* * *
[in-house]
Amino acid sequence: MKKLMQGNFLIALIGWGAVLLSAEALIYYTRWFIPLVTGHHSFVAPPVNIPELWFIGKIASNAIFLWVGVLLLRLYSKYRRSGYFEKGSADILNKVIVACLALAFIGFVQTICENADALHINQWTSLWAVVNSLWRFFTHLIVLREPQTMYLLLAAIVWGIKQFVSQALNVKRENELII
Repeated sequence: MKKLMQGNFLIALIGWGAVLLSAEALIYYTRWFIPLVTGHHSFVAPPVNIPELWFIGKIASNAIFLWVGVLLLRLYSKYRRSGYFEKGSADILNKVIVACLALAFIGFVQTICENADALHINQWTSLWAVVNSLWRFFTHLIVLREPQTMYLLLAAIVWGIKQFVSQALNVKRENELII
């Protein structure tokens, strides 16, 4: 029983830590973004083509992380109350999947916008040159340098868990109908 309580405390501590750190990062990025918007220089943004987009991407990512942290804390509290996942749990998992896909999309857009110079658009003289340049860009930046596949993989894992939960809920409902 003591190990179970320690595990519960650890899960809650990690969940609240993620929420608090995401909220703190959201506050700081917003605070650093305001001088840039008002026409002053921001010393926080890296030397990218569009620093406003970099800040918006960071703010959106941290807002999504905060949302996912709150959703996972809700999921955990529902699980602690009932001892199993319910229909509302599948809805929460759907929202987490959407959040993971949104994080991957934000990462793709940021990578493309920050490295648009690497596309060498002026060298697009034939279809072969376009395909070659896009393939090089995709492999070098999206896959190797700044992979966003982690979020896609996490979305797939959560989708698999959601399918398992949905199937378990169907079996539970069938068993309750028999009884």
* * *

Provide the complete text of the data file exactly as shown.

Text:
[in-house]
Amino acid sequence: MKKLMQGNFLIALIGWGAVLLSAEALIYYTRWFIPLVTGHHSFVAPPVNIPELWFIGKIASNAIFLWVGVLLLRLYSKYRRSGYFEKGSADILNKVIVACLALAFIGFVQTICENADALHINQWTSLWAVVNSLWRFFTHLIVLREPQTMYLLLAAIVWGIKQFVSQALNVKRENELII
Repeated sequence: MKKLMQGNFLIALIGWGAVLLSAEALIYYTRWFIPLVTGHHSFVAPPVNIPELWFIGKIASNAIFLWVGVLLLRLYSKYRRSGYFEKGSADILNKVIVACLALAFIGFVQTICENADALHINQWTSLWAVVNSLWRFFTHLIVLREPQTMYLLLAAIVWGIKQFVSQALNVKRENELII
């Protein structure tokens, strides 16, 4: 029983830590973004083509992380109350999947916008040159340098868990109908 309580405390501590750190990062990025918007220089943004987009991407990512942290804390509290996942749990998992896909999309857009110079658009003289340049860009930046596949993989894992939960809920409902 003591190990179970320690595990519960650890899960809650990690969940609240993620929420608090995401909220703190959201506050700081917003605070650093305001001088840039008002026409002053921001010393926080890296030397990218569009620093406003970099800040918006960071703010959106941290807002999504905060949302996912709150959703996972809700999921955990529902699980602690009932001892199993319910229909509302599948809805929460759907929202987490959407959040993971949104994080991957934000990462793709940021990578493309920050490295648009690497596309060498002026060298697009034939279809072969376009395909070659896009393939090089995709492999070098999206896959190797700044992979966003982690979020896609996490979305797939959560989708698999959601399918398992949905199937378990169907079996539970069938068993309750028999009884």